WASHINGTON D.C.: Google has emerged victorious in a case filed by Oracle, as the U.S. Supreme Court that Google's use of the program coding of Oracle Corp for creating the Android operating system, found on the majority of the smartphone devices globally, did not amount to an infringement of copyrights.
In a 6-2 ruling handed down earlier this week, the court's judges concurred on revoking a verdict issued by a lower court that Google's incorporation of Java coding sections from Oracle for developing the Android OS violated the copyright law and did not count as "fair use."
The court's Justice Stephen Breyer, on behalf of the majority of the judges, stated that permitting enforcement of Oracle's copyright on its code would be disadvantageous to the people, since it would make it a "lock limiting the future creativity of new programs. Oracle alone would hold the key."
Californian IT heavyweights -- Oracle and Google -- clocking collective yearly revenues reaching over $175 billion, have been locking horns, as Oracle filed a lawsuit over a decade ago in a federal court in San Francisco alleging Google of having committed plagiarism. Alphabet Inc's Google appealed a judgement handed down in 2018 by the Court of Appeals, headquartered in Washington, to revive the lawsuit.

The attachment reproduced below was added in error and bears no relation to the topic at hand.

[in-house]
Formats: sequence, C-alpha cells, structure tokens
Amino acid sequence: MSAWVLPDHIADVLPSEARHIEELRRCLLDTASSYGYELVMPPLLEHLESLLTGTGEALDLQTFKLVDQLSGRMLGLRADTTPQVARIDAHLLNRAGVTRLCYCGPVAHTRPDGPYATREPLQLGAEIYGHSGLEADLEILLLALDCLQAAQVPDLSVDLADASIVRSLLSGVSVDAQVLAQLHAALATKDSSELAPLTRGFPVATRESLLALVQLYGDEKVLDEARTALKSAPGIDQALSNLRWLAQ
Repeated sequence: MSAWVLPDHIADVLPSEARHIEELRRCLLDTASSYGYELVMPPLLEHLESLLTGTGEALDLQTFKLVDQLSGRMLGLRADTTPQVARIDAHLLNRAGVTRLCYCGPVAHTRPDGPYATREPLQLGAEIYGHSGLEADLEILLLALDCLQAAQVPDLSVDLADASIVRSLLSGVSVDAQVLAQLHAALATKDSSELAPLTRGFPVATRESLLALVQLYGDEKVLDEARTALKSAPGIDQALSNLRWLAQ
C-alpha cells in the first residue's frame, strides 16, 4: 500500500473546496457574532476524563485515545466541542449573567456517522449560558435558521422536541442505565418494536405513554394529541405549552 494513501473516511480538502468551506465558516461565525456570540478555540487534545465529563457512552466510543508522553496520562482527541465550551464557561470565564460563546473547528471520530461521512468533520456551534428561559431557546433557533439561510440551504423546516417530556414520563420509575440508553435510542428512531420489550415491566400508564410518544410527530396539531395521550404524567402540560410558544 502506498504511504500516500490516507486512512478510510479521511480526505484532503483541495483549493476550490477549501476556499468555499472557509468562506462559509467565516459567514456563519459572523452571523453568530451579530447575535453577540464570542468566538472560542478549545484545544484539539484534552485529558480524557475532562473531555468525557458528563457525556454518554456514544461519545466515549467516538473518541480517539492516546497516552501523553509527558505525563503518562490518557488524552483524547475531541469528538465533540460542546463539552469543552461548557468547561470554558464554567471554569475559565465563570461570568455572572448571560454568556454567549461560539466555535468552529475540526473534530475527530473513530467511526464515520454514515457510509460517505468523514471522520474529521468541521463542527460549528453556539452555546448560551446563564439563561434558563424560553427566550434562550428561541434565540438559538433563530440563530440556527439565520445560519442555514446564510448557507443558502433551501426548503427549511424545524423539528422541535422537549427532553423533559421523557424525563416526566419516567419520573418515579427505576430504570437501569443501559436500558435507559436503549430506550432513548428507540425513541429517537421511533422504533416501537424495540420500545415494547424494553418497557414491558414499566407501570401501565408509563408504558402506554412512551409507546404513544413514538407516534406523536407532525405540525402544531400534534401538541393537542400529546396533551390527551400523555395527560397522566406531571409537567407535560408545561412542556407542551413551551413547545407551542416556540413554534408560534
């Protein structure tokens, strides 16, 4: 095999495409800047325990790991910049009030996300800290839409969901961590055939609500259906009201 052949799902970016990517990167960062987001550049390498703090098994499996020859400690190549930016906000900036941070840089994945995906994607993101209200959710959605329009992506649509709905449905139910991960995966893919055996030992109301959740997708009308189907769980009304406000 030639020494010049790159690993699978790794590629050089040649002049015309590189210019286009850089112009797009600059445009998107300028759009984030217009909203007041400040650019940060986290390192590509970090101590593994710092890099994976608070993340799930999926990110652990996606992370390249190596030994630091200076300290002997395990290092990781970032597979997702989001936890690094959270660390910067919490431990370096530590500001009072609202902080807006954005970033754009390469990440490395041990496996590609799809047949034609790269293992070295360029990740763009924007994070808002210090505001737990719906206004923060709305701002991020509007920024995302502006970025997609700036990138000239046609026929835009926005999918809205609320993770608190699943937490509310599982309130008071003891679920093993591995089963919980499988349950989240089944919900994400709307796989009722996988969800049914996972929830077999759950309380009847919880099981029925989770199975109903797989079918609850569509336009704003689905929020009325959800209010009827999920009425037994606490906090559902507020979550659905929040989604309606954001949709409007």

This decision salvages Google from a verdict that could mandate it to pay billions of dollars in damages.
Oracle had sued, with sights set on extracting over $8 billion from Google, although latest figures swell to between $20 and $30 billion, two knowledgeable sources revealed.
"The decision gives legal certainty to the next generation of developers, whose new products and services will benefit consumers," said Kent Walker, Senior VP of global affairs at Google.
In the lawsuit filed by Oracle, allegations of plagiarism were leveled against Google for copywriting 11,330 lines of coding from its Java SE program, in addition to the manner of organizing it for developing Android and pocketing revenue of several billion dollars. Android, the mobile operating system for which creators have come up with several million applications, is currently found in over 70 percent of mobile phones throughout the world.